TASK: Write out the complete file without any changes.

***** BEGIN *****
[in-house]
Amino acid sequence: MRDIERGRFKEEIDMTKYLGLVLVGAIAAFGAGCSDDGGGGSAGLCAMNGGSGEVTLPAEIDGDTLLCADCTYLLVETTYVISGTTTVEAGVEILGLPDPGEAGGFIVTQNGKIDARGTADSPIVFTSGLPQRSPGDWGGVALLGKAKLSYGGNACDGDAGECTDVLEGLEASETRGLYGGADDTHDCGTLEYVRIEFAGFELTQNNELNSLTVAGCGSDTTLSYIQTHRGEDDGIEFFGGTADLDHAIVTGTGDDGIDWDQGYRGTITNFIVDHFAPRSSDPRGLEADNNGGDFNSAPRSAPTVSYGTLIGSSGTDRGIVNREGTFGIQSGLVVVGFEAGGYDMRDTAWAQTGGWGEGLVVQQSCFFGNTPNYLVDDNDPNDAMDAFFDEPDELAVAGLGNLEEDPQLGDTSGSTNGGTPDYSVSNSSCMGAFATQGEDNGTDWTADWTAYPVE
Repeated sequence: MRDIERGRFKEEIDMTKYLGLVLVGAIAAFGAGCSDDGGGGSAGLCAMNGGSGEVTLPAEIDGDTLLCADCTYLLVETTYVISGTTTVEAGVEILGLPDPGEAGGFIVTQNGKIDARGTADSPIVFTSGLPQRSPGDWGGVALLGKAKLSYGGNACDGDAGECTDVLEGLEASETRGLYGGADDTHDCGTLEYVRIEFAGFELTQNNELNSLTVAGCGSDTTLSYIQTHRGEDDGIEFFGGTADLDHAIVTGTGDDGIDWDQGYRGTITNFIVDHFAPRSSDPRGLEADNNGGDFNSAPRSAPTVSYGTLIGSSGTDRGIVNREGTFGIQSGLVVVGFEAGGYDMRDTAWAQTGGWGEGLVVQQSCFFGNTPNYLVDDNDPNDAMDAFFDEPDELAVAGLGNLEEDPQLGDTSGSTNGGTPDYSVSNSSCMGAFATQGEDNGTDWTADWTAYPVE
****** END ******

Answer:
[in-house]
Amino acid sequence: MRDIERGRFKEEIDMTKYLGLVLVGAIAAFGAGCSDDGGGGSAGLCAMNGGSGEVTLPAEIDGDTLLCADCTYLLVETTYVISGTTTVEAGVEILGLPDPGEAGGFIVTQNGKIDARGTADSPIVFTSGLPQRSPGDWGGVALLGKAKLSYGGNACDGDAGECTDVLEGLEASETRGLYGGADDTHDCGTLEYVRIEFAGFELTQNNELNSLTVAGCGSDTTLSYIQTHRGEDDGIEFFGGTADLDHAIVTGTGDDGIDWDQGYRGTITNFIVDHFAPRSSDPRGLEADNNGGDFNSAPRSAPTVSYGTLIGSSGTDRGIVNREGTFGIQSGLVVVGFEAGGYDMRDTAWAQTGGWGEGLVVQQSCFFGNTPNYLVDDNDPNDAMDAFFDEPDELAVAGLGNLEEDPQLGDTSGSTNGGTPDYSVSNSSCMGAFATQGEDNGTDWTADWTAYPVE
Repeated sequence: MRDIERGRFKEEIDMTKYLGLVLVGAIAAFGAGCSDDGGGGSAGLCAMNGGSGEVTLPAEIDGDTLLCADCTYLLVETTYVISGTTTVEAGVEILGLPDPGEAGGFIVTQNGKIDARGTADSPIVFTSGLPQRSPGDWGGVALLGKAKLSYGGNACDGDAGECTDVLEGLEASETRGLYGGADDTHDCGTLEYVRIEFAGFELTQNNELNSLTVAGCGSDTTLSYIQTHRGEDDGIEFFGGTADLDHAIVTGTGDDGIDWDQGYRGTITNFIVDHFAPRSSDPRGLEADNNGGDFNSAPRSAPTVSYGTLIGSSGTDRGIVNREGTFGIQSGLVVVGFEAGGYDMRDTAWAQTGGWGEGLVVQQSCFFGNTPNYLVDDNDPNDAMDAFFDEPDELAVAGLGNLEEDPQLGDTSGSTNGGTPDYSVSNSSCMGAFATQGEDNGTDWTADWTAYPVE